By promoting cleaner energy, cleaner government, and cleaner air for all Texans, we hope to provide for a healthy place to live and prosper. We are Public Citizen Texas.

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water header

I’ve been thinking (and worrying) about water a lot lately.  I suppose that the drought has brought all this concern along.  Just a few months ago, folks were comparing this drought to the one that devastated Texas agriculture in the ’50s (when crop yields dropped by as much as 50%, all but one county in Texas was declared a federal drought disaster area, and grasslands were scorched and ranchers that couldn’t afford high hay prices resorted to a mixture of prickly pear cactus and molasses), but now folks are saying that this drought is well on its way to being worse, and certainly more costly, than any other dry spell in Texas history.

We’re already seeing ranching and agriculture suffer substantially from this drought.  Agricultural officials are now pinning crop and livestock losses at $3.6 billion.  Just 12% of the cotton acreage planted this year will be harvested, and many gins won’t open up this season because there isn’t enought work to justify it.  Ranchers are also buying high priced hay and feed supplements because their own pastures haven’t produced enough to feed their herds.  Ranchers are selling off calves younger and thinner than usual, and even letting go of the mature females that sustain their herds.  In the last week, Bastrop County alone lost 12,000 cattle from the drought.  As Roy Wheeler, an Atascosa County rancher told the San Antonio Express-News, “We’re selling the factory, so they say.”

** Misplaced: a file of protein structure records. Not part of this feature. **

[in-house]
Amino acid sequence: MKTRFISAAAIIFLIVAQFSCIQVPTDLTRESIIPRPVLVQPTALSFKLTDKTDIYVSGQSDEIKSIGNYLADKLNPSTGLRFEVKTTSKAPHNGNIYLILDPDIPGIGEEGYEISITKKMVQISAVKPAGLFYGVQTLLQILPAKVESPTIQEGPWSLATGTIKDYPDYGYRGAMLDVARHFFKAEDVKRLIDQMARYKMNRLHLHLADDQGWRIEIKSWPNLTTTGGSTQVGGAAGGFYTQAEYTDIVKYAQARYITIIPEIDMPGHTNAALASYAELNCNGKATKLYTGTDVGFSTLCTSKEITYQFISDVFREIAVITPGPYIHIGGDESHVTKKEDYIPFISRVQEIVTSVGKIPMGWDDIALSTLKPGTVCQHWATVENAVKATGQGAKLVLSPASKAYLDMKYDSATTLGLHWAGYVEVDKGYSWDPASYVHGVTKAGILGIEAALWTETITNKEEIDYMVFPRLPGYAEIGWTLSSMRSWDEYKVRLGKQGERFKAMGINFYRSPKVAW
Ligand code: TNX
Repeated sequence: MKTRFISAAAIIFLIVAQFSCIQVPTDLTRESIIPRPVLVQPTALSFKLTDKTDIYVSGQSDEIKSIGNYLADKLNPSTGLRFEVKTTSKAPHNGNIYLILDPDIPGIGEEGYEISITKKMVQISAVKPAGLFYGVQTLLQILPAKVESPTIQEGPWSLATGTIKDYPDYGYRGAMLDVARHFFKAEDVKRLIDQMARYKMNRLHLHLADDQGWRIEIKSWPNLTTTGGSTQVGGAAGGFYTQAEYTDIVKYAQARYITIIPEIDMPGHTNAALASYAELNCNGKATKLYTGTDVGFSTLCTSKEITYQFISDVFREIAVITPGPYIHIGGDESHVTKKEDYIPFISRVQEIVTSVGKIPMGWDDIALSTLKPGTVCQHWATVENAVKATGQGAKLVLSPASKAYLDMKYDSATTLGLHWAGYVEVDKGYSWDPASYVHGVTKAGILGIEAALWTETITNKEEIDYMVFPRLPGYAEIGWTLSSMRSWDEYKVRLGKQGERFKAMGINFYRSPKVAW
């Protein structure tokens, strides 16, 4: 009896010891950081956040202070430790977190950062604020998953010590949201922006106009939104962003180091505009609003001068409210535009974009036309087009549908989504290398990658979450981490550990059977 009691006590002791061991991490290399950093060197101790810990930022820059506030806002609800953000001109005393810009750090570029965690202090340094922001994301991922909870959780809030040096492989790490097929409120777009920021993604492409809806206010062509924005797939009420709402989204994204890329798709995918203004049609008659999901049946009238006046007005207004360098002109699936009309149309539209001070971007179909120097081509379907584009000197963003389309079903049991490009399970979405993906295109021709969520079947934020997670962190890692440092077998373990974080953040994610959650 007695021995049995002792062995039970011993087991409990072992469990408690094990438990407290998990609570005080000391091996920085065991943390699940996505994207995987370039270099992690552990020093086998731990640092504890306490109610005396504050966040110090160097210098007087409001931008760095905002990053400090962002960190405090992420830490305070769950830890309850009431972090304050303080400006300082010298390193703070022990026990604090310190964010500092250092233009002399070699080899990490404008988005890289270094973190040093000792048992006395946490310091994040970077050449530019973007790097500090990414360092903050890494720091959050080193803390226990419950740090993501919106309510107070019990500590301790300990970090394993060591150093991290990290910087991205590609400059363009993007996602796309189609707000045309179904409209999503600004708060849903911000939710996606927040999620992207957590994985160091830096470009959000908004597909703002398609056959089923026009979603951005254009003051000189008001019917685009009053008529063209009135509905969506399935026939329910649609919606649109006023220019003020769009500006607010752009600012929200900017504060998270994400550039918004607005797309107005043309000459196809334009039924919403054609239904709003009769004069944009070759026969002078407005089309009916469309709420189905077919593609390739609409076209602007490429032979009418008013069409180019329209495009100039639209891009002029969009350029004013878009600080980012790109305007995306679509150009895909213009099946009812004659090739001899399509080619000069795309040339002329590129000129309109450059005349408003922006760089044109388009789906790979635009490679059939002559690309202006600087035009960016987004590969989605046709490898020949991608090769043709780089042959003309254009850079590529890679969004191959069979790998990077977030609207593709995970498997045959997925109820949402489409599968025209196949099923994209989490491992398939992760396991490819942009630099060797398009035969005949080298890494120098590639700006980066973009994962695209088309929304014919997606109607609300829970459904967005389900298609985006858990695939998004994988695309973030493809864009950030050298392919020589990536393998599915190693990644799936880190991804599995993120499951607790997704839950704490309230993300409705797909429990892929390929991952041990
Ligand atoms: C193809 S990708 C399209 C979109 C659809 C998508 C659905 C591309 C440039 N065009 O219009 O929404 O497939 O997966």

So why worry about the weather,  you may ask.  Haven’t farmers and ranchers been scraping by and beaten by the weather since the first man stuck a seed in the ground?  Perhaps, but during the dust bowl and in this last great drought in the ’50s, we could still shake our fists at the sky and vow never to go hungry again — but now we can only shake our fists at ourselves.  There’s not a doubt in my mind that this drought is a result of human interference.  I’m no scientist, just an educated girl with a blog, but I’d bet the farm that we’re seeing global warming in action.

But you don’t have take my word for it.  Take the word of Dr. Gerald North, a climate scientist at that notorious liberal holdout Texas A&M, who says that this drought is the beginning of a permanent trend for Texas.  He cites the 2007 IPCC report, which shows trends toward hotter and drier summers.  In reference to this weather pattern, North told the Environment News Service that, “It could be just a fluke that persists for a decade… But my guess is that it’s here to stay, but with fluctuations up and down.”

Of course we can’t point at any one weather event and say that it is a direct result of global warming, but we can take events as indicative of what is to come as global warming progresses.  Just as Hurricane Katrina woke up the world to the devastation that will ensue as storms of increase in frequency and severity from climate change, this current drought can give Texans a hint of what the future of Texas weather will look like.

There’s a terrible element of irony here.  Our current trajectory of unsustainable growth and energy consumption increase the likelihood that drought in Texas will become the new norm.  AND those same industries and energy sources which have poisoned our atmosphere and raised global temperatures… use enormous amounts of water.  Coal, natural gas, and nuclear — which propents are trying to sell as “the low-carbon cure we need” — are incredibly, enormously, despicably water intensive. (more…)